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Batman – Court of Owls finale

Batman #11

Warning, the following review contains spoilers.

After probably one of the most memorable and thrilling arcs in recent comics memory, we finally get to the finale of Scott Snyder and Greg Capullo’s epic and brilliant Court  Of The Owl’s  storyline. What follows is as I’m sure you’re well aware, simply my opinion (which let’s face it matters little).   Did Snyder manage to land this epic arc with triumph and aplomb? Yes…and no.

For me he sits on the fence too much, it’s too open ended for my taste.  I’m not asking for a Morrison-esque universe changing twist, but even if Snyder had determined that Lincoln March wasn’t Bruce’s brother, we would still have the mystery of the true origins of the Court of Owls and if they are finished for good.
That said, the dichotomy between March and the Court of Owls was great, with each thinking they are ultimately pulling the strings of the other.  The fact also that Bruce has placed the captured Talons in a cryo-prison is obviously a little nod to possible future ‘Owl arcs’, which I would definitely read because as a whole this is still an amazing arc.

Its just the fence-sitting over whether or not March is really Bruce’s brother, Thomas Wayne Jr, is where i feel this final issue is weakest.  It’s almost as if Snyder didn’t want to upset fans or alter the Batman universe and undermine the great writers that have taken on the mantle of Bob Kane’s creation in the past.
The final scene between Bruce and Dick is immense and in a way we see that batshit crazy as Lincoln March might be, he has actually taught Bruce a valuable lesson.  During their fight Lincoln explains to Bruce how he spent years waiting on his brother to come get him, how that ultimately selfish brother never arrived.  In talking to Dick, Bruce states he was only planning the initiative to have more look-outs and bases for Batman to operate from so it was being done in a kinda selfish way, but he now realises that Gotham isn’t Batman or the Court of Owls, but it’s “all of us”.  He’s going to rebuild Gotham for Gotham’s sake.

With regard to the art, Capullo nails it again from the small enclosed fist fight scenes to the citywide expansive air sequence.  His pencil-work is so good in this run that it reignited the old frustration in me that artists very often don’t get the praise they deserve.  Usually it’s only the writer people mention when talking of famous arcs.  I hope that Capullo’s work on Batman will help change that tradition.

My only criticism here would be Batman being able to pull himself out of a massive speeding jet engine and that iron-man type jet suit that the Ultimate Owl/march is wearing…really?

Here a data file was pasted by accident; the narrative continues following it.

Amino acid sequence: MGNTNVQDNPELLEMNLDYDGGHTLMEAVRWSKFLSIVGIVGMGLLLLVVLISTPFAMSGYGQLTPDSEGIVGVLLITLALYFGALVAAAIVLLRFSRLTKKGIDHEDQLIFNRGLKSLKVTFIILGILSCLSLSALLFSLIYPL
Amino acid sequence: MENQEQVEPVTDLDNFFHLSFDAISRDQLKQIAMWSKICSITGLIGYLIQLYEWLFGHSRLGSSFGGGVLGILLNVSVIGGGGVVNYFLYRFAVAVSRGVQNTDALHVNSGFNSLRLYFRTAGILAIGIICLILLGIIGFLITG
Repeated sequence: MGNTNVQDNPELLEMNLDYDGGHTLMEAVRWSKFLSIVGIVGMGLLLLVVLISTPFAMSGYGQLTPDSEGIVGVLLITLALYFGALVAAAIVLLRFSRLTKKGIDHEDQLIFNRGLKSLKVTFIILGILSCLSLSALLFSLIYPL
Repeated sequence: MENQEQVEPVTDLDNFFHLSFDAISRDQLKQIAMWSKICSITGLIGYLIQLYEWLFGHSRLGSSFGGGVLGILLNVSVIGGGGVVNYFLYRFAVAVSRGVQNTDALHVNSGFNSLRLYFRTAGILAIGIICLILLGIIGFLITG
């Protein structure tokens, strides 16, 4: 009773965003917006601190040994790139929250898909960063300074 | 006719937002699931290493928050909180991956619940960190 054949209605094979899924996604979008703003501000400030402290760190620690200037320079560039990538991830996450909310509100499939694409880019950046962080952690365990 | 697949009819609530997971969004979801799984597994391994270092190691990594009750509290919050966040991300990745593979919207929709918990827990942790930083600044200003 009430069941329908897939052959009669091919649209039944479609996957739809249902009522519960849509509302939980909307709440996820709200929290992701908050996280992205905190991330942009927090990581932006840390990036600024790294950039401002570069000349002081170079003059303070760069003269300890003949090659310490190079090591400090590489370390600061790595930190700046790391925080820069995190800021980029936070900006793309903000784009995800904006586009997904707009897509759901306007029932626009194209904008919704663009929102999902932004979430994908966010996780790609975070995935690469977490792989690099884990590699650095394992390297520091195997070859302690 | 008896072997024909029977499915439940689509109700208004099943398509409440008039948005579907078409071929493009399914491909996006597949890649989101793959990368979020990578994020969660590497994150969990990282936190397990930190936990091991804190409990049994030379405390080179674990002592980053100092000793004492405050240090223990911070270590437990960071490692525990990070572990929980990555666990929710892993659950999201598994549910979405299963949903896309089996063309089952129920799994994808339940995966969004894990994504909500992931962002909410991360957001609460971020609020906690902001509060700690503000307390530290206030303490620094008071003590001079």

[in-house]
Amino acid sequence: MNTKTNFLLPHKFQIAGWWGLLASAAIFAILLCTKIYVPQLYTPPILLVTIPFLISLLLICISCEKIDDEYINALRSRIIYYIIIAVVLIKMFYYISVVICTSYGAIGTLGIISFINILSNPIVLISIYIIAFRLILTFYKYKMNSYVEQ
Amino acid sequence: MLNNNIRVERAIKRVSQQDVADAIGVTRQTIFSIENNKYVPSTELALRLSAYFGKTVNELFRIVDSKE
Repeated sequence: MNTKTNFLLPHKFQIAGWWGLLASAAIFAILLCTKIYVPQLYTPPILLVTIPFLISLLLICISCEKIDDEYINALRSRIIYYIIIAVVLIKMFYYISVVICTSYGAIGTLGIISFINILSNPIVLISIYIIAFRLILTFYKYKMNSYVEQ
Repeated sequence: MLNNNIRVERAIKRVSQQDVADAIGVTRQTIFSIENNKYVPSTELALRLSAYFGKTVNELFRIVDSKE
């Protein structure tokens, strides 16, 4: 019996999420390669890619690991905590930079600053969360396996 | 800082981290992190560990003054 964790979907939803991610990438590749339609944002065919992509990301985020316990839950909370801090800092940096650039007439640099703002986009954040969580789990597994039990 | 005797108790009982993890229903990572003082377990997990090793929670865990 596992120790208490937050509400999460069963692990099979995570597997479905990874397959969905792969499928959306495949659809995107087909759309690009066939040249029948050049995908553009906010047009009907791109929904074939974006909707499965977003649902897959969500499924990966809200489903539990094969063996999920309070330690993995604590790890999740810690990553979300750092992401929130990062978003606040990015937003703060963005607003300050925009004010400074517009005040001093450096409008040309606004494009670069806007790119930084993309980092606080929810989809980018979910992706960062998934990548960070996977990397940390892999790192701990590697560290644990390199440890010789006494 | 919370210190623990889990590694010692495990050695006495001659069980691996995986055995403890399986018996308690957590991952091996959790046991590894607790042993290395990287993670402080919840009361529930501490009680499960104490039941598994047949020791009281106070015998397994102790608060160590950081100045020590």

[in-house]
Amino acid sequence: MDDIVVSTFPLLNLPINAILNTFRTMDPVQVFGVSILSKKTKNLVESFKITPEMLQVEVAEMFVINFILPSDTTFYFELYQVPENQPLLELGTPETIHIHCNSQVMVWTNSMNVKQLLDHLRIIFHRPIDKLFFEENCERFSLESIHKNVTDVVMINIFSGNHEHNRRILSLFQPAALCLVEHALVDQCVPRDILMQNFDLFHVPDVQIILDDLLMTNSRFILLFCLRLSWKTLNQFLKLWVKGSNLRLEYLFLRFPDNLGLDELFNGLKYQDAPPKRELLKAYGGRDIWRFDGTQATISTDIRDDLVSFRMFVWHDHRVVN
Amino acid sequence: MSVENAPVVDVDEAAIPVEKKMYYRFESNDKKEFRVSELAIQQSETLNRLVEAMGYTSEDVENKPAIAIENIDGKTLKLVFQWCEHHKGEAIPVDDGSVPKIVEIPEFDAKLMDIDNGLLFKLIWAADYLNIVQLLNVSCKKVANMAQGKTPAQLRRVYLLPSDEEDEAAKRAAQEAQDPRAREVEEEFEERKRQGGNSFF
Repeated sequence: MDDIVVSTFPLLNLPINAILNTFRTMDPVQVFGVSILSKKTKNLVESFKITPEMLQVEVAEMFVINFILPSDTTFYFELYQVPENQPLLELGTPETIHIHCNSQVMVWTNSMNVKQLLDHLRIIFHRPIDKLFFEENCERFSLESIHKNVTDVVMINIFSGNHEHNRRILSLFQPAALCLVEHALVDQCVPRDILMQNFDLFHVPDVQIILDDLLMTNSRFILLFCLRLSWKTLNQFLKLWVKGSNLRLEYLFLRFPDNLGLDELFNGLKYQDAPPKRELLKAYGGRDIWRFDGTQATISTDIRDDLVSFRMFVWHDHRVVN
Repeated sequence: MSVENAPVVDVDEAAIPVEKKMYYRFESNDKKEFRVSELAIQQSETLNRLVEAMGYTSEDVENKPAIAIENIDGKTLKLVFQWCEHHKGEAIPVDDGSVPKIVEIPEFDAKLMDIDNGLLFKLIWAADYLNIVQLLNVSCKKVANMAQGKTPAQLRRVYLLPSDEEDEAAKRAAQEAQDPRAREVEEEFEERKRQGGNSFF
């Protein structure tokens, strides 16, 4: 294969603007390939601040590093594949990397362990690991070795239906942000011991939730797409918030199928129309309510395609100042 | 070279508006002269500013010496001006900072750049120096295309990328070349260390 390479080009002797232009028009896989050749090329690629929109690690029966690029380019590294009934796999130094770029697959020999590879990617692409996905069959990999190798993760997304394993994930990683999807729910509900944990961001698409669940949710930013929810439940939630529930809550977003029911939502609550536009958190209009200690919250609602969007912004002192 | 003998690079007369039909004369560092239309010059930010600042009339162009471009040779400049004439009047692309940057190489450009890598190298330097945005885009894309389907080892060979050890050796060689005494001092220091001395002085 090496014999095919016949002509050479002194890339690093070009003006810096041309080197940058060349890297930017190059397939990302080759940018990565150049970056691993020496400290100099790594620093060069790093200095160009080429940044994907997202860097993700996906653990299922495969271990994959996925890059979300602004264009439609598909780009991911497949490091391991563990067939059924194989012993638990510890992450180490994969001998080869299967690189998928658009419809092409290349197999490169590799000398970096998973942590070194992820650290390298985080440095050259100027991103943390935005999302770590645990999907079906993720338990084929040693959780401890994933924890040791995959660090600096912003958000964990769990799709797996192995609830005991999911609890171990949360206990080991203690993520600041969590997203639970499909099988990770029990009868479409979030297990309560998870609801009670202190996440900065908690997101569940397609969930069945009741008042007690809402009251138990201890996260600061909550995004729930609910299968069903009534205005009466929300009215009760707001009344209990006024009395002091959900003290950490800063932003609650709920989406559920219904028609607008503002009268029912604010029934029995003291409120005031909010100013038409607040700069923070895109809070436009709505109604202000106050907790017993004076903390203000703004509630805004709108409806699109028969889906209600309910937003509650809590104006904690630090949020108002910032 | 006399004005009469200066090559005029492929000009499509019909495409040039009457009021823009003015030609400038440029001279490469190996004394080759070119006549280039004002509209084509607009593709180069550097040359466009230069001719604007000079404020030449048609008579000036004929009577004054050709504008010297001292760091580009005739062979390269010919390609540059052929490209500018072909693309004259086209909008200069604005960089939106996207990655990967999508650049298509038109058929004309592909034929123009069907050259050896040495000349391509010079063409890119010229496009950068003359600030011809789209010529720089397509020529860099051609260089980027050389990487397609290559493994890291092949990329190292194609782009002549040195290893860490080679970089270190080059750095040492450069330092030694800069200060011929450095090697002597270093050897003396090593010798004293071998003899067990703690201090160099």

I know, I know, we have 200 yr old assassins coming back from the dead with a serum in this arc but just those bits were kinda meh for me.
However the final citywide fight scene was an important metaphor for a central theme of this arc, that being where the two men stood, each thinking he ‘owned’ Gotham in a way.   So to have the two of them duke it out through and literally over Gotham was pretty cool, with that in mind perhaps the Owl’s jet suit was a thematic requirement.

The back up story ‘The Fall Of The House Of Wayne’ not only has a great title with a nod towards the master Poe but ends nicely with roles reversed and Alfred questioning the truth of his father’s death.  It was a very bleak story and Rafael Albuquerque’s art was perfectly suited to this Gothic inspired mystery written by both Snyder and James Tynion IV

Having already bagged and boarded each and every issue in this arc, I can’t wait for where Capullo and Snyder are taking us next.  Obviously my criticisms here are entirely subjective and as a result of my own tastes.  With this Court Of Owls saga, Snyder has cemented himself as the best writer in comics at present and Capullo sits atop the throne of artists in my opinion.  It’s not often we get a new addition to our comic book heroes rouges galleries that becomes instantly  classic and part of the canon, but Snyder has achieved that with the Court of Owls.  I’m confident enough to predict we shall see this mysterious Court of Owls and their assassins making an appearance on the big screen with the next Batman franchise.  If you haven’t read this storyline yet, the trade paperback for the first half is out now.  Buy it, I’m sure it’ll hook you into picking up the rest.

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